Review: Blackbriar – ‘A Dark Euphony’

In today’s edition of “Every Day Is a School Day” it turns out that ‘euphony’ means “good sound”, or better still – “…the quality of being pleasing to the ear”. Both of these descriptions sum up Blackbriar’s Nuclear Blast Records debut perfectly. However, one would be forgiven for perhaps going overboard and adding a few more substantial synonyms for “good”, such as “exceptional”, “excellent”, and “superb”. None of this will come as a surprise to anyone who has been following the alternative metal-gothic rock band from the Netherlands since they released their debut EP ‘Fractured Fairytales’ in 2017, and with the might of Nuclear Blast Records behind them now, the entire world is beckoning.

There is only a small step up in production quality from 2021’s debut album ‘The Cause of Shipwreck’, purely because the debut didn’t bear any hallmarks of a small, independent release. And with the Midas touch of uber-producer Joost van den Broek guiding them, Blackbriar created a major-label debut in all but name. With van den Broek alongside them again, and with Nuclear Blast in their corner, there is a touch of bigger and better about ‘A Dark Euphony’ (especially in the arrangements of ‘The Evergreen and Weeping Tree’ and the sweeping, majestical ‘Cicada’), but the DIY-spirit of the debut is still there.

Led by the otherworldly vocals from Zora Cock, ‘A Dark Euphony’ is a delight from start to finish. One change perhaps from the debut is that there is more variety found within the new album. ‘The Cause of Shipwreck’ is an album to get lost in, and at times, because of familiarity, one song seeps into the other; not so with ‘A Dark Euphony’ where the six-piece (now completed by the bassist with the biggest smiles known to man, Siebe Sol Sijpkens) constantly mix it up. Opener ‘An Unwelcome Guest’ sets the scene with siren-like vocalisation from Zora over the opening few seconds, and the twin guitars of Bart Winters and Robin Koezen are on-point. Probably the most “metal” of the 11 tracks, it’s a fantastic way to open the album and don’t be too surprised if it also opens the live shows. ‘Far Distant Land’ slows it down a notch or two with a waltz-like pace in places (think the ballroom scene during the Haunted Mansion ride at Disney World) and the ethereal, fragile vocals from Zora are hypnotic as the song begins to twist and turn into this fantasy-filled piece with some traditional instrumental touches. Changing it up again, ‘Spirit of Forgetfulness’ strays onto what might be classed as symphonic metal territory – but without the tropes of the genre that can often be overpowering – and the hushed vocals from Zora bring some of the biggest hooks on the entire album.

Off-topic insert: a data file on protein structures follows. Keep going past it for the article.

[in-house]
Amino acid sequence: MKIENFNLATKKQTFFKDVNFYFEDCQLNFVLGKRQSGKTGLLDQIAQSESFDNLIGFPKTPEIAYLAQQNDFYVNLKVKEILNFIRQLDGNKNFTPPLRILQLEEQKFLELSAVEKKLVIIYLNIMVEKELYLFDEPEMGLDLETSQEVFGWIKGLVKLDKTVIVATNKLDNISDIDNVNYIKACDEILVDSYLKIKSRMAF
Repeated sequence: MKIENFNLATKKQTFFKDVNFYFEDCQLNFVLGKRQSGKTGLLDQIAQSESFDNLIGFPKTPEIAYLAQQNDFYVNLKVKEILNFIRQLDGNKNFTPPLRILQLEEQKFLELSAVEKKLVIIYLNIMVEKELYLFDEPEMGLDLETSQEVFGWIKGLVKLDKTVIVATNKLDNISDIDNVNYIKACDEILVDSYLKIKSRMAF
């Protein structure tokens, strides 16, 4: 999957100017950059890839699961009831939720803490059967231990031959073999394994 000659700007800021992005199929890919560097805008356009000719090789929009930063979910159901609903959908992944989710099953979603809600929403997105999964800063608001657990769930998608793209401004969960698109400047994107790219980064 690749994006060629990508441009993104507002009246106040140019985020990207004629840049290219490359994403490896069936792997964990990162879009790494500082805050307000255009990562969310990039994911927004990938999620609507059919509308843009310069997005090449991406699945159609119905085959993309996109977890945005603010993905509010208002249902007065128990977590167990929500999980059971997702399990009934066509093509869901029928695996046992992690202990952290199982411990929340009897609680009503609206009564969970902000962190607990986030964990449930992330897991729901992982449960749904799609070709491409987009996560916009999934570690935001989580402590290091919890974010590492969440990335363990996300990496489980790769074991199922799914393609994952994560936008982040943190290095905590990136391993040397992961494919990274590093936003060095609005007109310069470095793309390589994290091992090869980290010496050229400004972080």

The mid-section of the album is particularly strong. Beginning with the gentle ‘The Evergreen and Weeping Tree’ – where the production really shines through on an enchanting slow-burning track that explodes to live mid-song with some gorgeous arrangements and enthused playing, continuing with ‘Cicada’, an enthralling five minutes of music that ensnares the listener with Zora’s breathless vocals that feel like she is right there on your shoulder, and the opening arrangements are powerful enough to make any fans of Tim Burton weep with tears of joy. Ending on the engrossing and stunning ‘My Soul’s Demise’ – where Zora gives a haunting masterclass performance on how to showcase a vocal range in one song – all three are perfect examples of mature songcraft from a band only 2 albums into their career. A beautiful 15 minutes of music to fall in love with.

The standouts don’t end there though as ‘Thumbelina’ is a special moment, and with a few seasonal flourishes, it could be a killer Trans-Siberian Orchestra track. And with ‘Forever and a Day’, Blackbriar have come up with a genuinely stunning piece of music filled with heartache and emotion. ‘Cicada’ though – one of the top 5 songs of the year.

The fall equinox and the first day of autumn arrived on Saturday, September 23, 2023, and six days later Blackbriar will deliver their sophomore album, but in the same sense that ‘The Nightmare Before Christmas’ movie is not just for Halloween or Christmas, and that it is totally acceptable to watch ‘Hocus Pocus’ in January – ‘A Dark Euphony’ is an album for the entire year. The gothic melancholic charm found within the 11 tracks is ideal for when leaves start to fall from the trees, and darker nights start to creep in, but do you honestly only listen to ‘Floodland’ or ‘Bela Lugos’s Dead’ once summer officially ends and it is safe to go outside without bursting into a ball of flames? Of course not.

Review – Dave

Zora Cock – Vocals
René Boxem – Drums
Bart Winters – Guitars
Robin Koezen – Guitars
Siebe Sol Sijpkens – Bass
Ruben Wijga – Keys

Pre-order A Dark Euphonyhere:

Live dates:

28-09 – Tivoli, Utrecht NL
29-09 – Nieuwe Nor, Heerlen NL
30-09 – Resonanzwerk, Oberhausen DE
02-10 – Logo, Hamburg DE
03-10 – Hellraiser, Leipzig DE
05-10 – Colos-Saal, Aschaffenburg DE
06-10 – Kammgarn, Schaffhausen, CH
07-10 – Kofmehl, Solothurn, CH

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